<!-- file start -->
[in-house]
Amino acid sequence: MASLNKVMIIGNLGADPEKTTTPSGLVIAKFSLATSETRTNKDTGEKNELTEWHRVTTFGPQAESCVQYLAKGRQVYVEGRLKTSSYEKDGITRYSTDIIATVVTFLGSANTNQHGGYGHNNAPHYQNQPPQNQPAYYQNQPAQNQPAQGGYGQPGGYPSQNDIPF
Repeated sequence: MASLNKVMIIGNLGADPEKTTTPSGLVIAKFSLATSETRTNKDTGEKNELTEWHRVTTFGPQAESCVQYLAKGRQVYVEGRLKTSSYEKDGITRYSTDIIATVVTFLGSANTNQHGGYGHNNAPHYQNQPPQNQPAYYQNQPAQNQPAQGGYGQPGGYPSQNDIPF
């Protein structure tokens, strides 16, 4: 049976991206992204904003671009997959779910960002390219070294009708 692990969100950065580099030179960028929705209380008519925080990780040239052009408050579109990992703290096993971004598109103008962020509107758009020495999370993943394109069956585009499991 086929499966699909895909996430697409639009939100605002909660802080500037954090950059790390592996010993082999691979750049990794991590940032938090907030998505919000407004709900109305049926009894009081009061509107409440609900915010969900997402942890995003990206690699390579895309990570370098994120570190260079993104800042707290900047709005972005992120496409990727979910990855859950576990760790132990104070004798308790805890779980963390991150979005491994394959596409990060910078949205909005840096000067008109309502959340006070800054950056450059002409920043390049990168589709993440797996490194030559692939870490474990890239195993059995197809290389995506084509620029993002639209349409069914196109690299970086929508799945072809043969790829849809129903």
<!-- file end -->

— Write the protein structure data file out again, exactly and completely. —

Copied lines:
[in-house]
Amino acid sequence: MASLNKVMIIGNLGADPEKTTTPSGLVIAKFSLATSETRTNKDTGEKNELTEWHRVTTFGPQAESCVQYLAKGRQVYVEGRLKTSSYEKDGITRYSTDIIATVVTFLGSANTNQHGGYGHNNAPHYQNQPPQNQPAYYQNQPAQNQPAQGGYGQPGGYPSQNDIPF
Repeated sequence: MASLNKVMIIGNLGADPEKTTTPSGLVIAKFSLATSETRTNKDTGEKNELTEWHRVTTFGPQAESCVQYLAKGRQVYVEGRLKTSSYEKDGITRYSTDIIATVVTFLGSANTNQHGGYGHNNAPHYQNQPPQNQPAYYQNQPAQNQPAQGGYGQPGGYPSQNDIPF
């Protein structure tokens, strides 16, 4: 049976991206992204904003671009997959779910960002390219070294009708 692990969100950065580099030179960028929705209380008519925080990780040239052009408050579109990992703290096993971004598109103008962020509107758009020495999370993943394109069956585009499991 086929499966699909895909996430697409639009939100605002909660802080500037954090950059790390592996010993082999691979750049990794991590940032938090907030998505919000407004709900109305049926009894009081009061509107409440609900915010969900997402942890995003990206690699390579895309990570370098994120570190260079993104800042707290900047709005972005992120496409990727979910990855859950576990760790132990104070004798308790805890779980963390991150979005491994394959596409990060910078949205909005840096000067008109309502959340006070800054950056450059002409920043390049990168589709993440797996490194030559692939870490474990890239195993059995197809290389995506084509620029993002639209349409069914196109690299970086929508799945072809043969790829849809129903």